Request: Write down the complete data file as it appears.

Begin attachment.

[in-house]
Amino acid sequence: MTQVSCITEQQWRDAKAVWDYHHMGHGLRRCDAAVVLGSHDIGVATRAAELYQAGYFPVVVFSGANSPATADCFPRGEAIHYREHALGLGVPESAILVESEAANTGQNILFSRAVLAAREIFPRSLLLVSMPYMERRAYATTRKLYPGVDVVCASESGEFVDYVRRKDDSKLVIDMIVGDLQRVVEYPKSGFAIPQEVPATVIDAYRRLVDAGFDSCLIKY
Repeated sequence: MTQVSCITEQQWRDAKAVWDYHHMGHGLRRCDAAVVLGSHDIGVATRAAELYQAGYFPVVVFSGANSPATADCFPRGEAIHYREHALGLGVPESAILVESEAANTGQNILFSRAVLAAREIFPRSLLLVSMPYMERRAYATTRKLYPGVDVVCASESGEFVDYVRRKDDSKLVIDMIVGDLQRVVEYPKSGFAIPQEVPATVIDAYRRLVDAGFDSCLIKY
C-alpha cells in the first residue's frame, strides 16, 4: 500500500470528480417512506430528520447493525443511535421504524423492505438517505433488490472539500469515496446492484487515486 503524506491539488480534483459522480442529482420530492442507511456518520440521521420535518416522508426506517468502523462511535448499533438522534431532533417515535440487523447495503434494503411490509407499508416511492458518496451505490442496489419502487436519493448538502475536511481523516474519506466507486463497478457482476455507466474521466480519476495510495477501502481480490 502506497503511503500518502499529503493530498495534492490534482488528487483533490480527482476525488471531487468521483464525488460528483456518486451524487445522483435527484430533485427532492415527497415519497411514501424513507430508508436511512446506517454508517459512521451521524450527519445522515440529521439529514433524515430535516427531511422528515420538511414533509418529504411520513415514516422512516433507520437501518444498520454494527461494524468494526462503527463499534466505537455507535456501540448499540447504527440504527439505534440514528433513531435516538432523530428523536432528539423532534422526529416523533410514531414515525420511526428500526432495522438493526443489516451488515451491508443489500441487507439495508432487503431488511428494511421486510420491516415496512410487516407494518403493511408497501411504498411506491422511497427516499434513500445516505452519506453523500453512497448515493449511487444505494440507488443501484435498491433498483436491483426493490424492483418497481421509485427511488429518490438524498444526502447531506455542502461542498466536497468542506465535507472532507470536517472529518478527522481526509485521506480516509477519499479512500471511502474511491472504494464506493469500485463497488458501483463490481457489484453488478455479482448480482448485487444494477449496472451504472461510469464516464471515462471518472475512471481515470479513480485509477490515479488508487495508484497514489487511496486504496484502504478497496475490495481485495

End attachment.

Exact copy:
[in-house]
Amino acid sequence: MTQVSCITEQQWRDAKAVWDYHHMGHGLRRCDAAVVLGSHDIGVATRAAELYQAGYFPVVVFSGANSPATADCFPRGEAIHYREHALGLGVPESAILVESEAANTGQNILFSRAVLAAREIFPRSLLLVSMPYMERRAYATTRKLYPGVDVVCASESGEFVDYVRRKDDSKLVIDMIVGDLQRVVEYPKSGFAIPQEVPATVIDAYRRLVDAGFDSCLIKY
Repeated sequence: MTQVSCITEQQWRDAKAVWDYHHMGHGLRRCDAAVVLGSHDIGVATRAAELYQAGYFPVVVFSGANSPATADCFPRGEAIHYREHALGLGVPESAILVESEAANTGQNILFSRAVLAAREIFPRSLLLVSMPYMERRAYATTRKLYPGVDVVCASESGEFVDYVRRKDDSKLVIDMIVGDLQRVVEYPKSGFAIPQEVPATVIDAYRRLVDAGFDSCLIKY
C-alpha cells in the first residue's frame, strides 16, 4: 500500500470528480417512506430528520447493525443511535421504524423492505438517505433488490472539500469515496446492484487515486 503524506491539488480534483459522480442529482420530492442507511456518520440521521420535518416522508426506517468502523462511535448499533438522534431532533417515535440487523447495503434494503411490509407499508416511492458518496451505490442496489419502487436519493448538502475536511481523516474519506466507486463497478457482476455507466474521466480519476495510495477501502481480490 502506497503511503500518502499529503493530498495534492490534482488528487483533490480527482476525488471531487468521483464525488460528483456518486451524487445522483435527484430533485427532492415527497415519497411514501424513507430508508436511512446506517454508517459512521451521524450527519445522515440529521439529514433524515430535516427531511422528515420538511414533509418529504411520513415514516422512516433507520437501518444498520454494527461494524468494526462503527463499534466505537455507535456501540448499540447504527440504527439505534440514528433513531435516538432523530428523536432528539423532534422526529416523533410514531414515525420511526428500526432495522438493526443489516451488515451491508443489500441487507439495508432487503431488511428494511421486510420491516415496512410487516407494518403493511408497501411504498411506491422511497427516499434513500445516505452519506453523500453512497448515493449511487444505494440507488443501484435498491433498483436491483426493490424492483418497481421509485427511488429518490438524498444526502447531506455542502461542498466536497468542506465535507472532507470536517472529518478527522481526509485521506480516509477519499479512500471511502474511491472504494464506493469500485463497488458501483463490481457489484453488478455479482448480482448485487444494477449496472451504472461510469464516464471515462471518472475512471481515470479513480485509477490515479488508487495508484497514489487511496486504496484502504478497496475490495481485495